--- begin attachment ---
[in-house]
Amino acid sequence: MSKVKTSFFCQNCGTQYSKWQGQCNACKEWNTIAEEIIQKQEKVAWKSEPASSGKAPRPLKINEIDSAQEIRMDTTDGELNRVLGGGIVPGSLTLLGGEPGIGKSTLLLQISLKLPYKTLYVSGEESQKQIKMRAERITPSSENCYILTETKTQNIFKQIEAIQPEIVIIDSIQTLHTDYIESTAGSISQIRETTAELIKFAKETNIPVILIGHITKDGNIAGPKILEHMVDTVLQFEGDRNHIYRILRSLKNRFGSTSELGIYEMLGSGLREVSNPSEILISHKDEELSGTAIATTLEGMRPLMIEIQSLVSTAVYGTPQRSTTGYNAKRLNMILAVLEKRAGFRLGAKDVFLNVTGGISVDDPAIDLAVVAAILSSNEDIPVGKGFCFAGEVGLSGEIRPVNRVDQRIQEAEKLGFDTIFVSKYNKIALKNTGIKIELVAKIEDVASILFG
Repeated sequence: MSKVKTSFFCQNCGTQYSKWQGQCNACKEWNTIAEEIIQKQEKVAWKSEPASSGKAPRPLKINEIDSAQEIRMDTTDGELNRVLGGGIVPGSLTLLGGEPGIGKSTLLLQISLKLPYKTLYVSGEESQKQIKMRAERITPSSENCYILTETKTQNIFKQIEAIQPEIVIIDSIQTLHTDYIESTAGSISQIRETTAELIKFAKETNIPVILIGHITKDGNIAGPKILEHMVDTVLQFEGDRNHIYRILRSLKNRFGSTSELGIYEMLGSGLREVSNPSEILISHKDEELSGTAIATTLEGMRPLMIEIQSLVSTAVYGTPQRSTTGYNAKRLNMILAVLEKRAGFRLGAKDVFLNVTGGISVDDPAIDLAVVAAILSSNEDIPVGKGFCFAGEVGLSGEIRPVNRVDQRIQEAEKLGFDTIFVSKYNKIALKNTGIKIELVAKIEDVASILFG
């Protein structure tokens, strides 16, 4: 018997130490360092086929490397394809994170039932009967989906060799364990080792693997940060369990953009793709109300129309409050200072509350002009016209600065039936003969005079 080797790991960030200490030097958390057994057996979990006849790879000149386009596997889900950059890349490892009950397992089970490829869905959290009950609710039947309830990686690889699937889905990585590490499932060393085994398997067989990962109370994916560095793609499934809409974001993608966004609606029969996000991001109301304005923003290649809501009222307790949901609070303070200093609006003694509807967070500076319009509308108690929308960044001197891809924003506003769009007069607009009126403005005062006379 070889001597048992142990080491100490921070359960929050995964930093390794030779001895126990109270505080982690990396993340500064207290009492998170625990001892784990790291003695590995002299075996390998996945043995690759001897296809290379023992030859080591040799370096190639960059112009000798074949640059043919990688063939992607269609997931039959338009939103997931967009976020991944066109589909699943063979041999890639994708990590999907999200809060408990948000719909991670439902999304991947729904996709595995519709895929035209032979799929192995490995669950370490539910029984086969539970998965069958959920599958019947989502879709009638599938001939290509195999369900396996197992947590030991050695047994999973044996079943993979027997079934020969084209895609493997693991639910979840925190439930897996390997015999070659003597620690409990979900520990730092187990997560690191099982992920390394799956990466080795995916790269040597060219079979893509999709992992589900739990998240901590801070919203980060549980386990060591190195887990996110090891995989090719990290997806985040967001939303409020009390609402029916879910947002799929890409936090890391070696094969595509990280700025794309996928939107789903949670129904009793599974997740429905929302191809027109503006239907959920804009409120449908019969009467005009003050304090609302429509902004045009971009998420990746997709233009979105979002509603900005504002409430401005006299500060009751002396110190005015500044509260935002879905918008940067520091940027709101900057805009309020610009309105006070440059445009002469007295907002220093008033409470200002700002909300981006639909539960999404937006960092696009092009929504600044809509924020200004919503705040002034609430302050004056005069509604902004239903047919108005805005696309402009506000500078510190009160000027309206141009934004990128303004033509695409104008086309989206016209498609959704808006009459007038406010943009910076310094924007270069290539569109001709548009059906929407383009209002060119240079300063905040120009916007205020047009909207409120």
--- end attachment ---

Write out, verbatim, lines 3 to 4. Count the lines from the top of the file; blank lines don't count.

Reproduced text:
Repeated sequence: MSKVKTSFFCQNCGTQYSKWQGQCNACKEWNTIAEEIIQKQEKVAWKSEPASSGKAPRPLKINEIDSAQEIRMDTTDGELNRVLGGGIVPGSLTLLGGEPGIGKSTLLLQISLKLPYKTLYVSGEESQKQIKMRAERITPSSENCYILTETKTQNIFKQIEAIQPEIVIIDSIQTLHTDYIESTAGSISQIRETTAELIKFAKETNIPVILIGHITKDGNIAGPKILEHMVDTVLQFEGDRNHIYRILRSLKNRFGSTSELGIYEMLGSGLREVSNPSEILISHKDEELSGTAIATTLEGMRPLMIEIQSLVSTAVYGTPQRSTTGYNAKRLNMILAVLEKRAGFRLGAKDVFLNVTGGISVDDPAIDLAVVAAILSSNEDIPVGKGFCFAGEVGLSGEIRPVNRVDQRIQEAEKLGFDTIFVSKYNKIALKNTGIKIELVAKIEDVASILFG
């Protein structure tokens, strides 16, 4: 018997130490360092086929490397394809994170039932009967989906060799364990080792693997940060369990953009793709109300129309409050200072509350002009016209600065039936003969005079 080797790991960030200490030097958390057994057996979990006849790879000149386009596997889900950059890349490892009950397992089970490829869905959290009950609710039947309830990686690889699937889905990585590490499932060393085994398997067989990962109370994916560095793609499934809409974001993608966004609606029969996000991001109301304005923003290649809501009222307790949901609070303070200093609006003694509807967070500076319009509308108690929308960044001197891809924003506003769009007069607009009126403005005062006379 070889001597048992142990080491100490921070359960929050995964930093390794030779001895126990109270505080982690990396993340500064207290009492998170625990001892784990790291003695590995002299075996390998996945043995690759001897296809290379023992030859080591040799370096190639960059112009000798074949640059043919990688063939992607269609997931039959338009939103997931967009976020991944066109589909699943063979041999890639994708990590999907999200809060408990948000719909991670439902999304991947729904996709595995519709895929035209032979799929192995490995669950370490539910029984086969539970998965069958959920599958019947989502879709009638599938001939290509195999369900396996197992947590030991050695047994999973044996079943993979027997079934020969084209895609493997693991639910979840925190439930897996390997015999070659003597620690409990979900520990730092187990997560690191099982992920390394799956990466080795995916790269040597060219079979893509999709992992589900739990998240901590801070919203980060549980386990060591190195887990996110090891995989090719990290997806985040967001939303409020009390609402029916879910947002799929890409936090890391070696094969595509990280700025794309996928939107789903949670129904009793599974997740429905929302191809027109503006239907959920804009409120449908019969009467005009003050304090609302429509902004045009971009998420990746997709233009979105979002509603900005504002409430401005006299500060009751002396110190005015500044509260935002879905918008940067520091940027709101900057805009309020610009309105006070440059445009002469007295907002220093008033409470200002700002909300981006639909539960999404937006960092696009092009929504600044809509924020200004919503705040002034609430302050004056005069509604902004239903047919108005805005696309402009506000500078510190009160000027309206141009934004990128303004033509695409104008086309989206016209498609959704808006009459007038406010943009910076310094924007270069290539569109001709548009059906929407383009209002060119240079300063905040120009916007205020047009909207409120």